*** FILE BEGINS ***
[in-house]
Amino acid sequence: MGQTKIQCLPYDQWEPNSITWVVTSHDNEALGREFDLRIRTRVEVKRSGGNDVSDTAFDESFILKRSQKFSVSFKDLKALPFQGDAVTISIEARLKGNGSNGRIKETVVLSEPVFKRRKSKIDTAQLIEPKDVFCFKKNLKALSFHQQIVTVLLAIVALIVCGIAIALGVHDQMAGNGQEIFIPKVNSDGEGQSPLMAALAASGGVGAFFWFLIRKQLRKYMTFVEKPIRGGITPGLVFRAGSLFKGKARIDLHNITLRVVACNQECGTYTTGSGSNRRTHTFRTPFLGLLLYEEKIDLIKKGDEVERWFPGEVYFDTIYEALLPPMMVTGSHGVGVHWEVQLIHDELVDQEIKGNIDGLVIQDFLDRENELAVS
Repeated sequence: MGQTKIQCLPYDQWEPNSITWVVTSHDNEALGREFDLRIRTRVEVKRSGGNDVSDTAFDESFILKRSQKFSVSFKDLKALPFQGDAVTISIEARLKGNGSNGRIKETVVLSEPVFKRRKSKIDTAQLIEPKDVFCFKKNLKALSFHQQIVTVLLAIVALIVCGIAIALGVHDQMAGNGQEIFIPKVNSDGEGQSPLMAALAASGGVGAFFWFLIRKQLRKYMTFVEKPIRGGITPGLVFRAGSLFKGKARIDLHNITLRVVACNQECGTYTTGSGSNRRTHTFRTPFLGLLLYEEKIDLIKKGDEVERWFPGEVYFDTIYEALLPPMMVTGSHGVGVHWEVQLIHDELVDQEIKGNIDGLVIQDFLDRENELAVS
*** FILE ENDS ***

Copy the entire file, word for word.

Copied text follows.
[in-house]
Amino acid sequence: MGQTKIQCLPYDQWEPNSITWVVTSHDNEALGREFDLRIRTRVEVKRSGGNDVSDTAFDESFILKRSQKFSVSFKDLKALPFQGDAVTISIEARLKGNGSNGRIKETVVLSEPVFKRRKSKIDTAQLIEPKDVFCFKKNLKALSFHQQIVTVLLAIVALIVCGIAIALGVHDQMAGNGQEIFIPKVNSDGEGQSPLMAALAASGGVGAFFWFLIRKQLRKYMTFVEKPIRGGITPGLVFRAGSLFKGKARIDLHNITLRVVACNQECGTYTTGSGSNRRTHTFRTPFLGLLLYEEKIDLIKKGDEVERWFPGEVYFDTIYEALLPPMMVTGSHGVGVHWEVQLIHDELVDQEIKGNIDGLVIQDFLDRENELAVS
Repeated sequence: MGQTKIQCLPYDQWEPNSITWVVTSHDNEALGREFDLRIRTRVEVKRSGGNDVSDTAFDESFILKRSQKFSVSFKDLKALPFQGDAVTISIEARLKGNGSNGRIKETVVLSEPVFKRRKSKIDTAQLIEPKDVFCFKKNLKALSFHQQIVTVLLAIVALIVCGIAIALGVHDQMAGNGQEIFIPKVNSDGEGQSPLMAALAASGGVGAFFWFLIRKQLRKYMTFVEKPIRGGITPGLVFRAGSLFKGKARIDLHNITLRVVACNQECGTYTTGSGSNRRTHTFRTPFLGLLLYEEKIDLIKKGDEVERWFPGEVYFDTIYEALLPPMMVTGSHGVGVHWEVQLIHDELVDQEIKGNIDGLVIQDFLDRENELAVS